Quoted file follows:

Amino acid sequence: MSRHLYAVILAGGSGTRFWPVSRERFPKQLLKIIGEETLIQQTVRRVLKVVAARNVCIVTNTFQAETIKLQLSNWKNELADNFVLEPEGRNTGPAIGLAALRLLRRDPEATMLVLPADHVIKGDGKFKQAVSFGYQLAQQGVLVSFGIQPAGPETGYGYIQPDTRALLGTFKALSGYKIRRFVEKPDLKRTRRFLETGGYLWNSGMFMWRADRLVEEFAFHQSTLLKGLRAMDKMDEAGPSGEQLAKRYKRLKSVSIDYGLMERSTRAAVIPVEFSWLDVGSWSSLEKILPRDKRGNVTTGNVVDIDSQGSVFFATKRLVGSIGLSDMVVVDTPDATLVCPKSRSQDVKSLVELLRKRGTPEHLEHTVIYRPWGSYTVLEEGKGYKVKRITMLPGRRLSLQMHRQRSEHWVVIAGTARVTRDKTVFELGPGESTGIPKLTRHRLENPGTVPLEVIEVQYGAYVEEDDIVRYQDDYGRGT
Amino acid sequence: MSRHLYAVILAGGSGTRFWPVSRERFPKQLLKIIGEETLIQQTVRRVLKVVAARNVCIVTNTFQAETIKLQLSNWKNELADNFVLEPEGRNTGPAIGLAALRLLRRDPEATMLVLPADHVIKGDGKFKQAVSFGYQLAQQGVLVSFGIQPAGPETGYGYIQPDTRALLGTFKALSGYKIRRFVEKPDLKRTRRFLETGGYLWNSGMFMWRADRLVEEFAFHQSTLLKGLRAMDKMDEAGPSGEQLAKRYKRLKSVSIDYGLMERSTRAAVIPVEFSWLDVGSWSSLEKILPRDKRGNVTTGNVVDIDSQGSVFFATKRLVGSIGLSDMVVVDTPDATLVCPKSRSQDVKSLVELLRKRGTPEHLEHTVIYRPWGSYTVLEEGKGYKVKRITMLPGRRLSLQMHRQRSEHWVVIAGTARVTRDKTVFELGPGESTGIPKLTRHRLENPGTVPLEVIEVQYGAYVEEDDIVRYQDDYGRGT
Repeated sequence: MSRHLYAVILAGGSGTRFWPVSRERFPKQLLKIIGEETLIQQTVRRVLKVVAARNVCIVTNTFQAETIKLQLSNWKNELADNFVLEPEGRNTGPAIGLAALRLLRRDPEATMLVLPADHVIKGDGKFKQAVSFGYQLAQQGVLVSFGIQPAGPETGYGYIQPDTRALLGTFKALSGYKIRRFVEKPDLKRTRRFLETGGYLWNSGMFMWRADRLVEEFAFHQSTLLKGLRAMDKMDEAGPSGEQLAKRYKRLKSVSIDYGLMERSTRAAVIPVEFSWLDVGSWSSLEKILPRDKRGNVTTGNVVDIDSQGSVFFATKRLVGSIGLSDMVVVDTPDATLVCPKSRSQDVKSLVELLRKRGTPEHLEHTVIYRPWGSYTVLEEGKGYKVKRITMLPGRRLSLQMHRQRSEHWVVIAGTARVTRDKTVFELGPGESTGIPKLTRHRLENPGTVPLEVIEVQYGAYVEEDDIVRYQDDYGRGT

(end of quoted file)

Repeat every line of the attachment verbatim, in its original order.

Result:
Amino acid sequence: MSRHLYAVILAGGSGTRFWPVSRERFPKQLLKIIGEETLIQQTVRRVLKVVAARNVCIVTNTFQAETIKLQLSNWKNELADNFVLEPEGRNTGPAIGLAALRLLRRDPEATMLVLPADHVIKGDGKFKQAVSFGYQLAQQGVLVSFGIQPAGPETGYGYIQPDTRALLGTFKALSGYKIRRFVEKPDLKRTRRFLETGGYLWNSGMFMWRADRLVEEFAFHQSTLLKGLRAMDKMDEAGPSGEQLAKRYKRLKSVSIDYGLMERSTRAAVIPVEFSWLDVGSWSSLEKILPRDKRGNVTTGNVVDIDSQGSVFFATKRLVGSIGLSDMVVVDTPDATLVCPKSRSQDVKSLVELLRKRGTPEHLEHTVIYRPWGSYTVLEEGKGYKVKRITMLPGRRLSLQMHRQRSEHWVVIAGTARVTRDKTVFELGPGESTGIPKLTRHRLENPGTVPLEVIEVQYGAYVEEDDIVRYQDDYGRGT
Amino acid sequence: MSRHLYAVILAGGSGTRFWPVSRERFPKQLLKIIGEETLIQQTVRRVLKVVAARNVCIVTNTFQAETIKLQLSNWKNELADNFVLEPEGRNTGPAIGLAALRLLRRDPEATMLVLPADHVIKGDGKFKQAVSFGYQLAQQGVLVSFGIQPAGPETGYGYIQPDTRALLGTFKALSGYKIRRFVEKPDLKRTRRFLETGGYLWNSGMFMWRADRLVEEFAFHQSTLLKGLRAMDKMDEAGPSGEQLAKRYKRLKSVSIDYGLMERSTRAAVIPVEFSWLDVGSWSSLEKILPRDKRGNVTTGNVVDIDSQGSVFFATKRLVGSIGLSDMVVVDTPDATLVCPKSRSQDVKSLVELLRKRGTPEHLEHTVIYRPWGSYTVLEEGKGYKVKRITMLPGRRLSLQMHRQRSEHWVVIAGTARVTRDKTVFELGPGESTGIPKLTRHRLENPGTVPLEVIEVQYGAYVEEDDIVRYQDDYGRGT
Repeated sequence: MSRHLYAVILAGGSGTRFWPVSRERFPKQLLKIIGEETLIQQTVRRVLKVVAARNVCIVTNTFQAETIKLQLSNWKNELADNFVLEPEGRNTGPAIGLAALRLLRRDPEATMLVLPADHVIKGDGKFKQAVSFGYQLAQQGVLVSFGIQPAGPETGYGYIQPDTRALLGTFKALSGYKIRRFVEKPDLKRTRRFLETGGYLWNSGMFMWRADRLVEEFAFHQSTLLKGLRAMDKMDEAGPSGEQLAKRYKRLKSVSIDYGLMERSTRAAVIPVEFSWLDVGSWSSLEKILPRDKRGNVTTGNVVDIDSQGSVFFATKRLVGSIGLSDMVVVDTPDATLVCPKSRSQDVKSLVELLRKRGTPEHLEHTVIYRPWGSYTVLEEGKGYKVKRITMLPGRRLSLQMHRQRSEHWVVIAGTARVTRDKTVFELGPGESTGIPKLTRHRLENPGTVPLEVIEVQYGAYVEEDDIVRYQDDYGRGT